In some embodiments, an errant mouse motion can be at least partially suppressed by taking into account a gesture detected on a surface of the mouse. For example, a touch event appearing to be a gesture can be detected on the mouse surface and a motion of the mouse can be determined. Mouse and touch information can be integrated such that the mouse motion that is small relative to the gesture motion can be indicative of errant mouse motion and therefore at least partially suppressed, while the mouse motion that is large relative to the gesture motion can be indicative of an intended mouse motion and therefore processed.

BRIEF DESCRIPTION OF THE DRAWINGS

FIG. 1a illustrates exemplary touches as captured in a touch image.

FIG. 1b illustrates an exemplary finger path for a scroll motion as captured in a plurality of touch images.

FIG. 2 illustrates an exemplary plot of touch vs. major radius of elliptical touches of an increasingly flattened finger.

FIG. 3a illustrates an exemplary plot of time vs. mouse raw speed.

FIG. 3b illustrates an exemplary plot of time vs. mouse filtered speed from the mouse raw speed shown in FIG. 3a.

FIG. 4 illustrates an exemplary plot of an input (scrollIN) vs. an output (scrollOUT), wherein the plot represents a scroll suppression function at a particular moment in time according to embodiments of the invention.

FIG. 5a illustrates an exemplary method for suppressing an errant scroll motion in a detected touch on a mouse surface using a mouse motion according to embodiments of the invention.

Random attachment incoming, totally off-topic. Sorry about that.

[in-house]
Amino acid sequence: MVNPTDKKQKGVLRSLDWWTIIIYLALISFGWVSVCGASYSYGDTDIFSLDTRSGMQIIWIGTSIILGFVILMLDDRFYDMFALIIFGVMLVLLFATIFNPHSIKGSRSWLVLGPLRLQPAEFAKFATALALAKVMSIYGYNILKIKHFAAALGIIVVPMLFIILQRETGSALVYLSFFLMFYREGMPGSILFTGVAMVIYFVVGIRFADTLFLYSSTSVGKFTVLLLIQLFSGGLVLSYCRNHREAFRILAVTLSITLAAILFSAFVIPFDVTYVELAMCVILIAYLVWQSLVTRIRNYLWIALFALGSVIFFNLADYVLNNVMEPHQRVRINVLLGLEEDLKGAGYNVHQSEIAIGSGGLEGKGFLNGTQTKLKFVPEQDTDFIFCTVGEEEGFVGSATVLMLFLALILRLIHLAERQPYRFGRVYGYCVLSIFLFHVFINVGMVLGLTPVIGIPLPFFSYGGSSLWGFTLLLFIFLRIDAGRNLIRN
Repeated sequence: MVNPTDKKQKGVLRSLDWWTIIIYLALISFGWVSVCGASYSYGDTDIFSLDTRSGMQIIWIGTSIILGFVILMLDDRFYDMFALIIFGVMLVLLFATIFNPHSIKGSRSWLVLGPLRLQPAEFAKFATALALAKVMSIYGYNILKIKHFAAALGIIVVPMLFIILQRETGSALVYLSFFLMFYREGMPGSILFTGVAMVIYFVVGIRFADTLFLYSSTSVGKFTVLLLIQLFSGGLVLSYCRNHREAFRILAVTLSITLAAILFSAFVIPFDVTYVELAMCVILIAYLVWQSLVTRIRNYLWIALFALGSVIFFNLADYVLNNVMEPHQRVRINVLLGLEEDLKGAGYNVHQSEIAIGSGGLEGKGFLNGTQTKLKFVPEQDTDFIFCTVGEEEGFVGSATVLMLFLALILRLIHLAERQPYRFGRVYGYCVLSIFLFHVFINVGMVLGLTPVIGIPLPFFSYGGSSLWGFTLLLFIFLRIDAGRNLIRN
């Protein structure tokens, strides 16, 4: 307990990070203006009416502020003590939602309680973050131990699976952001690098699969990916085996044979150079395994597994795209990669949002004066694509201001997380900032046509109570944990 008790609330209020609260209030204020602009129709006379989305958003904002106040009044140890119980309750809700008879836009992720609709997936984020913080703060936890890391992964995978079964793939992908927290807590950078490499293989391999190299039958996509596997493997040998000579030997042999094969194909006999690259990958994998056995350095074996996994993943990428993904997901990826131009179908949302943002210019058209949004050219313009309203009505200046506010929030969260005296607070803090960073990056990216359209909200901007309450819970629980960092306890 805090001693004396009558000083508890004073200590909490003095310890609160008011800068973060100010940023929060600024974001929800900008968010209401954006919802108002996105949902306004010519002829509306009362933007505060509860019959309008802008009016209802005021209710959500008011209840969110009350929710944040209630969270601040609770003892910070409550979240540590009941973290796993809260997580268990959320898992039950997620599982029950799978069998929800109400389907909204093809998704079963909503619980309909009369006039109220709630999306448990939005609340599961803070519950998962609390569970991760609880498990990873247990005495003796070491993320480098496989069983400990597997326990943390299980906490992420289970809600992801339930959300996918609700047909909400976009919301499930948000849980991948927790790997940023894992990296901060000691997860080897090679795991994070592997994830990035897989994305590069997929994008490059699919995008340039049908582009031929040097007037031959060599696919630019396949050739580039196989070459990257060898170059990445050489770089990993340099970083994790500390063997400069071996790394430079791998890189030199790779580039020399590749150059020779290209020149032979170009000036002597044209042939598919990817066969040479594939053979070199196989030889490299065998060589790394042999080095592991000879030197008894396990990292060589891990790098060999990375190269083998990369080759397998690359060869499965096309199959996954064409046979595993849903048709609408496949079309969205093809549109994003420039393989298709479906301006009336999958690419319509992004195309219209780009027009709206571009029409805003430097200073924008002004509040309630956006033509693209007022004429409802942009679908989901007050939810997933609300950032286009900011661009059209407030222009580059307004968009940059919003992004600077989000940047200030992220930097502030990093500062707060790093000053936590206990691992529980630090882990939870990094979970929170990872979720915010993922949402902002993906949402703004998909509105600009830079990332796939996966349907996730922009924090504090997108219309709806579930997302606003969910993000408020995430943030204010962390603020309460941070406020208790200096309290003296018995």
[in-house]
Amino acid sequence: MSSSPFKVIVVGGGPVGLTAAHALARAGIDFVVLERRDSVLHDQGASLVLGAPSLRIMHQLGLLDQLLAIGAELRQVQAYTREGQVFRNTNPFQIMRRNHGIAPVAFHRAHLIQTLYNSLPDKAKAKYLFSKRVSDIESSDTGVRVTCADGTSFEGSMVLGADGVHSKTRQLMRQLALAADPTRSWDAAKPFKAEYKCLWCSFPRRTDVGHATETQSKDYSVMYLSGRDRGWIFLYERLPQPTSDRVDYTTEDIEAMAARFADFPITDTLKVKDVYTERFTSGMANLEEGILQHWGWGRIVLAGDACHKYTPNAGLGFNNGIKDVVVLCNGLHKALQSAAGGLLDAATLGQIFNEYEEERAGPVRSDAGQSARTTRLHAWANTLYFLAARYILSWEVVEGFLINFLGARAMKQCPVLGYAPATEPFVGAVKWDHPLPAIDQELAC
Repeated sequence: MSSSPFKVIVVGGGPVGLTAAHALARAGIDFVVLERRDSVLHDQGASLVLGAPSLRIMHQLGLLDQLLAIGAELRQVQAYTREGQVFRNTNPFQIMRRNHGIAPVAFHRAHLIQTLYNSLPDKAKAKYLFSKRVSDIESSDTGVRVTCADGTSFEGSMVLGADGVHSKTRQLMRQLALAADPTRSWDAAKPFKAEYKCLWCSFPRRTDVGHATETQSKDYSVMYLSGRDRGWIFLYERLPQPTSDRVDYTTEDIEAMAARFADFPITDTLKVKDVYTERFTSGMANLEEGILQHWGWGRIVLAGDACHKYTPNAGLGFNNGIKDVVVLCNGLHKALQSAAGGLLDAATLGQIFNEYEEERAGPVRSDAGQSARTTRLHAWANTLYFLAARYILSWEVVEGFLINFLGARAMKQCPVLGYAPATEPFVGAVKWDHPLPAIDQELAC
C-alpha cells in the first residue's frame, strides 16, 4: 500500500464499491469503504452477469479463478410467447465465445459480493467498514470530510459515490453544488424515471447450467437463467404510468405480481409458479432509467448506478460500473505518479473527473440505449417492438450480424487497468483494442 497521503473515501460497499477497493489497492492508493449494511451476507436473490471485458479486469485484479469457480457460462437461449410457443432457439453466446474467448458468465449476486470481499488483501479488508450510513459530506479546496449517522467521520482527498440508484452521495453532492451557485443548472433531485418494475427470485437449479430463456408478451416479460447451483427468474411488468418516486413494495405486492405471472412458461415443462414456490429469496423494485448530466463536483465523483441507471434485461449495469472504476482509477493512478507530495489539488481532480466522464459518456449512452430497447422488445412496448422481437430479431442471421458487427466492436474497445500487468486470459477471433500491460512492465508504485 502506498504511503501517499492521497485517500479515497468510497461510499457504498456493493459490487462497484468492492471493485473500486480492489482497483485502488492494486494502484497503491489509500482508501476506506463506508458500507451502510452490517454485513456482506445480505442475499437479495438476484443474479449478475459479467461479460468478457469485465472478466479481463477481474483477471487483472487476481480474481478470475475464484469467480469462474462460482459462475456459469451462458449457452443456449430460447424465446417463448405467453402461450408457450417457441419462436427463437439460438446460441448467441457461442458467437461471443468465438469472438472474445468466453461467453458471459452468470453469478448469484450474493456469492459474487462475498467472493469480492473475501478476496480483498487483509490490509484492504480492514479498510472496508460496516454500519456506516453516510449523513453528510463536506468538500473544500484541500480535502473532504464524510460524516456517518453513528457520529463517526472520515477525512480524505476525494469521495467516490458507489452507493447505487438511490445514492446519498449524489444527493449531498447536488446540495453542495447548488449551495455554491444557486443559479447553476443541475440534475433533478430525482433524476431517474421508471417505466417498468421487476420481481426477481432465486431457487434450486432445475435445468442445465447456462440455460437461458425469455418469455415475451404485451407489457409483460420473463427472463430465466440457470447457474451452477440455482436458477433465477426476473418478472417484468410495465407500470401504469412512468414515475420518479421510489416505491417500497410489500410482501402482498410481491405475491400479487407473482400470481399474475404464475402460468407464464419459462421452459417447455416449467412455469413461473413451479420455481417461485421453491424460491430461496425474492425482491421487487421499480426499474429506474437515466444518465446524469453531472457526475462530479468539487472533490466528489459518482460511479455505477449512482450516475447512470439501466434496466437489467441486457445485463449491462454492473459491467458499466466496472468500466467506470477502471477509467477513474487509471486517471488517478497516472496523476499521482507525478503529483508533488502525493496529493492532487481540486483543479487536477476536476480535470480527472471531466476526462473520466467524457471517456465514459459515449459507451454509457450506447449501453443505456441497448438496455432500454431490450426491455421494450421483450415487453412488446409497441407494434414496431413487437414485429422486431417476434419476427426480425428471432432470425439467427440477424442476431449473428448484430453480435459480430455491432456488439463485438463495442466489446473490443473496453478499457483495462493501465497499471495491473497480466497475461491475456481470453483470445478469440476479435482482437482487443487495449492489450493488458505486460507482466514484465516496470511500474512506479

FIG. 5b illustrates an exemplary method for calculating touch parameters used to calculate a scroll motion and to determine whether that scroll motion should be suppressed according to the exemplary method of FIG. 5a.

FIGS. 6a and 6b illustrate how touch centroid determination in a touch image can take into account system noise.

FIG. 6c illustrates exemplary merged touches as captured in a touch image.

FIGS. 6d and 6e illustrate how touch centroid determination in a touch image can take into account merged touches.

FIG. 7a illustrates an exemplary plot of time vs. mouse click.

FIGS. 7b and 7c illustrate exemplary plots of time vs. mouse filtered speed associated with the mouse clicks shown in FIG. 7a.

FIG. 8 illustrates an exemplary computing system implementing the algorithm for suppressing an errant motion using integrated mouse and touch information according to embodiments of the invention.